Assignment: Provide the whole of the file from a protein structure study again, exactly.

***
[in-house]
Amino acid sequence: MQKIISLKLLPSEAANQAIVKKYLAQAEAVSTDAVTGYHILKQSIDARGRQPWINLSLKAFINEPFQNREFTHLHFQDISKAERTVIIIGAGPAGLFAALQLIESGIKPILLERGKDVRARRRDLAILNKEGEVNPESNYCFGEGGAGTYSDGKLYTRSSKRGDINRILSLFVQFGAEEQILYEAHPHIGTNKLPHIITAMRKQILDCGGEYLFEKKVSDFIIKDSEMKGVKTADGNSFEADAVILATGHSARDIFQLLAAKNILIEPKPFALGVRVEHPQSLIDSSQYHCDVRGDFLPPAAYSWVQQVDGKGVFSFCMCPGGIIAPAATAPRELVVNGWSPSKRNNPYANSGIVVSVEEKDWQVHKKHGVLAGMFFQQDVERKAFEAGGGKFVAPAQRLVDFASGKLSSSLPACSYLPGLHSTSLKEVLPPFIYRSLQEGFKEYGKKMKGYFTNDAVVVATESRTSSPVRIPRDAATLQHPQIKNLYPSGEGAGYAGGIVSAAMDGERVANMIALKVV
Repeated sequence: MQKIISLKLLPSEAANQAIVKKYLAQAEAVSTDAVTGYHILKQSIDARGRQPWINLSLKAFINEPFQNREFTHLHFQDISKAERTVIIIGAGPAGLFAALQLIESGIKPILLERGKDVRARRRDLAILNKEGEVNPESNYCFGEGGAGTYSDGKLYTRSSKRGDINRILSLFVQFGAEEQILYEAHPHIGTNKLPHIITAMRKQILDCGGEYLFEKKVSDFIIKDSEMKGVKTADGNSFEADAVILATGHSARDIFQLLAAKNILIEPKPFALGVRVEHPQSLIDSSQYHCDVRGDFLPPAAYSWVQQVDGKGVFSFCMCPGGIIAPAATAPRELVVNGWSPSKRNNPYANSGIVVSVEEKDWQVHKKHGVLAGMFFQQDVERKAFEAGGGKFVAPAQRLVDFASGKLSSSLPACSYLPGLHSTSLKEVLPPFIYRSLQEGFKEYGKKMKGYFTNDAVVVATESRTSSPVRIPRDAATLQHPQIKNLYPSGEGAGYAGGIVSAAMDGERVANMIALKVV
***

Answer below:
[in-house]
Amino acid sequence: MQKIISLKLLPSEAANQAIVKKYLAQAEAVSTDAVTGYHILKQSIDARGRQPWINLSLKAFINEPFQNREFTHLHFQDISKAERTVIIIGAGPAGLFAALQLIESGIKPILLERGKDVRARRRDLAILNKEGEVNPESNYCFGEGGAGTYSDGKLYTRSSKRGDINRILSLFVQFGAEEQILYEAHPHIGTNKLPHIITAMRKQILDCGGEYLFEKKVSDFIIKDSEMKGVKTADGNSFEADAVILATGHSARDIFQLLAAKNILIEPKPFALGVRVEHPQSLIDSSQYHCDVRGDFLPPAAYSWVQQVDGKGVFSFCMCPGGIIAPAATAPRELVVNGWSPSKRNNPYANSGIVVSVEEKDWQVHKKHGVLAGMFFQQDVERKAFEAGGGKFVAPAQRLVDFASGKLSSSLPACSYLPGLHSTSLKEVLPPFIYRSLQEGFKEYGKKMKGYFTNDAVVVATESRTSSPVRIPRDAATLQHPQIKNLYPSGEGAGYAGGIVSAAMDGERVANMIALKVV
Repeated sequence: MQKIISLKLLPSEAANQAIVKKYLAQAEAVSTDAVTGYHILKQSIDARGRQPWINLSLKAFINEPFQNREFTHLHFQDISKAERTVIIIGAGPAGLFAALQLIESGIKPILLERGKDVRARRRDLAILNKEGEVNPESNYCFGEGGAGTYSDGKLYTRSSKRGDINRILSLFVQFGAEEQILYEAHPHIGTNKLPHIITAMRKQILDCGGEYLFEKKVSDFIIKDSEMKGVKTADGNSFEADAVILATGHSARDIFQLLAAKNILIEPKPFALGVRVEHPQSLIDSSQYHCDVRGDFLPPAAYSWVQQVDGKGVFSFCMCPGGIIAPAATAPRELVVNGWSPSKRNNPYANSGIVVSVEEKDWQVHKKHGVLAGMFFQQDVERKAFEAGGGKFVAPAQRLVDFASGKLSSSLPACSYLPGLHSTSLKEVLPPFIYRSLQEGFKEYGKKMKGYFTNDAVVVATESRTSSPVRIPRDAATLQHPQIKNLYPSGEGAGYAGGIVSAAMDGERVANMIALKVV